Jean Shinoda Bolen is a practicing Jungian analyst and psychiatrist, an author and an activist. Artemis: The Indomitable Spirit in Everywoman (Conari Press, September 1, 2014) is her 13th book. The 30th-anniversary edition of Goddesses in Everywoman and the 25th-anniversary edition of Gods in Everyman were published by Harper in July 2014. Bolen lives and writes in a hillside retreat home in Mill Valley, Calif., where her introverted Cancerian sun sign returns after she ventures out to change the world (Leo rising) as an advocate for a 5th U.N. World Conference on Women; moon in Scorpio opposite her sun sign is said to account for the way she brings people back from the underworld through her writing and analytic work.
On your nightstand now:
When Women Were Birds. Author Terry Tempest Williams was raised in a culture in which it was a sin for a woman to speak out. Williams promised she would not open her mother's journals until after her death. When Williams opened them, they were all blank, and this book grew out of her reflections. I have just begun Waking the Buddha by Clark Strand, which I received after giving the Soka Gakkai International USA Culture of Peace lecture and learning that this is a branch of Buddhism that actively takes a stand for equality, diversity, the planet and peace.
Favorite book when you were a child:
The Bridge of San Luis Rey by Thornton Wilder influenced my acceptance of C.G. Jung's concept of meaningful coincidences, for which he coined the word "synchronicity." Books my kids read in elementary school introduced me to Madeleine L'Engle's A Wrinkle in Time and The Sword of Shannara by Terry Brooks. My inner child loved them and read more of these authors.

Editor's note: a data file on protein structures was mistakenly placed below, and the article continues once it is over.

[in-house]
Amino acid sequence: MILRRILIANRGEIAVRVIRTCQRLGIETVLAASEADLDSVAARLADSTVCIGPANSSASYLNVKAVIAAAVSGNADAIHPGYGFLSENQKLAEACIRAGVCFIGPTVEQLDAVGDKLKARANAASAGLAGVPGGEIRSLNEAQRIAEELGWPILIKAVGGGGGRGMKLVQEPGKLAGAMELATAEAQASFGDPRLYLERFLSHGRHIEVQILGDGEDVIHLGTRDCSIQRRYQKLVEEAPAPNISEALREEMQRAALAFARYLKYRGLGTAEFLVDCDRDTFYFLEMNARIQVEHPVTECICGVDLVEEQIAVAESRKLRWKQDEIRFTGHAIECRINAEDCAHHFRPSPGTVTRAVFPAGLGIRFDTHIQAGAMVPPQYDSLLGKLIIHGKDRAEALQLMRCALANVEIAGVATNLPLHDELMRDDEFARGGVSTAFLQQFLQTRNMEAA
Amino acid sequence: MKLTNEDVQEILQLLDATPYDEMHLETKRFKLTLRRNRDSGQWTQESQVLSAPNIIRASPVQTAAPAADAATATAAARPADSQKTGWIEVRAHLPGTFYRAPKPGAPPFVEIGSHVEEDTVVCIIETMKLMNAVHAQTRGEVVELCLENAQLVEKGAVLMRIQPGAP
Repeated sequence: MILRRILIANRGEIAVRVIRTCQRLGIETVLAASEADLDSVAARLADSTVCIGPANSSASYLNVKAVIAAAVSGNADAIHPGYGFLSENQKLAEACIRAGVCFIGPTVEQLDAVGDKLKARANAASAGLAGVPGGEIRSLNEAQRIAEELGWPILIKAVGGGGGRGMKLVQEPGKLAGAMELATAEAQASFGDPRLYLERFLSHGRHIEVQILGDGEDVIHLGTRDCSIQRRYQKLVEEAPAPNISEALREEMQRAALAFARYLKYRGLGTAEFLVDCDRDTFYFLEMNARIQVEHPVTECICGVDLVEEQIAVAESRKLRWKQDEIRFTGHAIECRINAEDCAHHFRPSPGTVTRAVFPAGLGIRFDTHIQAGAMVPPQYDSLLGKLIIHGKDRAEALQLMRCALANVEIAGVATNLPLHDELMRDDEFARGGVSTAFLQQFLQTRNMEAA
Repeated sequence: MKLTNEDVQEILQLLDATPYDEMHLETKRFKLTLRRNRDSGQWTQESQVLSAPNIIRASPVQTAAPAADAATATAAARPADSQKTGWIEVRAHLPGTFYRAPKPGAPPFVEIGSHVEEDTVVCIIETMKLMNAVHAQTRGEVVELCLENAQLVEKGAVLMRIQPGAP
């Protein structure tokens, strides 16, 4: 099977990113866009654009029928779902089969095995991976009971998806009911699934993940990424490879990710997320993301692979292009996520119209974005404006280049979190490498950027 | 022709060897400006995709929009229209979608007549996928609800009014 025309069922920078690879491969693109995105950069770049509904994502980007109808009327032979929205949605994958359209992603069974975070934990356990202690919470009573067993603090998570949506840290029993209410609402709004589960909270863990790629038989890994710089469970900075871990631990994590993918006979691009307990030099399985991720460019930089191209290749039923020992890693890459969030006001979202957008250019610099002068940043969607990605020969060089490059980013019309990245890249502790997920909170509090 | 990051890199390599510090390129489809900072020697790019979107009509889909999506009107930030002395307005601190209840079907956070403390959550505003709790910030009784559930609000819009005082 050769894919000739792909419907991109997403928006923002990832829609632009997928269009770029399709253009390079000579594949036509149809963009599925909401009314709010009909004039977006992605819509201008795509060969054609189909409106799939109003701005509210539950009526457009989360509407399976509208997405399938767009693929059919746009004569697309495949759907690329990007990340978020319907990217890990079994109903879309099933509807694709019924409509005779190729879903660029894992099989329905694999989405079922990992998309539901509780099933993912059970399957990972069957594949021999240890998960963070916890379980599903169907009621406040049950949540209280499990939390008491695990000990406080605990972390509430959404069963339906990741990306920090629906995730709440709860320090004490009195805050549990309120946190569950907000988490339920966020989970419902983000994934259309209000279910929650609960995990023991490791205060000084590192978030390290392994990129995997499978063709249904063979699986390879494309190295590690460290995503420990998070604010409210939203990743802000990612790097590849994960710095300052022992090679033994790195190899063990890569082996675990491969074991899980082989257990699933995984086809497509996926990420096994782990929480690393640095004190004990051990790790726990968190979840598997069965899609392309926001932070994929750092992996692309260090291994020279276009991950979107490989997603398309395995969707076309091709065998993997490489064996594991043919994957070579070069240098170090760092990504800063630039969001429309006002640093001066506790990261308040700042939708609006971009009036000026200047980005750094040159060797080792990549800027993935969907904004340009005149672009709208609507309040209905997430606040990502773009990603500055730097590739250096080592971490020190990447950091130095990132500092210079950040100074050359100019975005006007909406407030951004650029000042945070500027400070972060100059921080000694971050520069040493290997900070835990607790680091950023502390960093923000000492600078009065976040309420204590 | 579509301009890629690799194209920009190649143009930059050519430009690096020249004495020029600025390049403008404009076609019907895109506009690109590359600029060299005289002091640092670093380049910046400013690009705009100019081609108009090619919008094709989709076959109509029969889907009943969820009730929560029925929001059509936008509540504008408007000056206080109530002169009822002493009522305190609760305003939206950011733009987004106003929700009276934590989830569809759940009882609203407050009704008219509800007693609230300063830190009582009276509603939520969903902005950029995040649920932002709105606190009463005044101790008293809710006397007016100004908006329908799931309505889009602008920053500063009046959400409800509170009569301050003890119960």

Your top four authors:
T.S. Eliot (for Four Quartets), Mary Oliver (for Dream Work), C.G. Jung (for The Collected Works) and Philip Mayerson (for Classical Mythology in Literature, Art, and Music). These are books I go back to and--with the exception of Jung--have worn out, dog-eared, battered or replaced my copies.
Book you've faked reading:
When people assume that I have read all of C.G. Jung's Collected Works, I let this pass and don't set this misperception straight. Faking by omission.
Book you're an evangelist for:
From time to time, I recommend a book that I feel will help someone know more about themselves, [though I'm] not evangelical: Alice Miller's The Drama of the Gifted Child and David E. Schoen's The War of the Gods in Addiction. I also suggest reading about specific archetypes in [my books] Goddesses in Everywoman or Gods in Everyman.
Book you've bought for the cover:
When browsing at an airport bookstore, I bought a book for its subtitle: A Whole New Mind: Why Right-Brainers Will Rule the Future by Daniel H. Pink. The cover is bright orange and caught my eye.
Book that changed your life:
The I Ching or Book of Changes, Wilhelm edition. The oracular use of it works for me: reflecting back the situation, recommended attitude, action or non-action, under the circumstances. It's not logical that it would work, but it does; much as dreams do, it helps to think metaphorically.
Favorite line from a book:
"Time past and time future/ What might have been and what has been/ Point to one end, which is always present."
"But to apprehend/ the point of intersection of the timeless/ With time...."
"...The life of significant soil." --All from T.S. Eliot's Four Quartets
Which character you most relate to:
I recall relating to Morgaine in Marion Zimmer Bradley's The Mists of Avalon a couple of decades ago. Actually, I indiscriminately drop into the psyches of the protagonists in books that I get absorbed reading, be they children, Hobbits, dragons, animals, men, women, even an occasional alien.
Book you most want to read again for the first time:
It would be delightful to begin reading a new series of "airplane reading"--science-fiction, fantasy or mysteries. Thank goodness [so many authors are] prolific and imaginative: I entered Mercedes Lackey's world of Valdemar with the trilogy that began with Arrows for the Queen; 30-plus books later, I'm waiting for her next trilogy. I read all of Agatha Christie's mysteries, and then she died and there were no more. Nevada Barr has taken me to many national parks as well as Alaska, where her mysteries take place, and J.A. Jance has taken me to Bisbee, Ariz. Introductions that stick are great!
Book you would like to have written:
Anne Morrow Lindbergh's Gift from the Sea.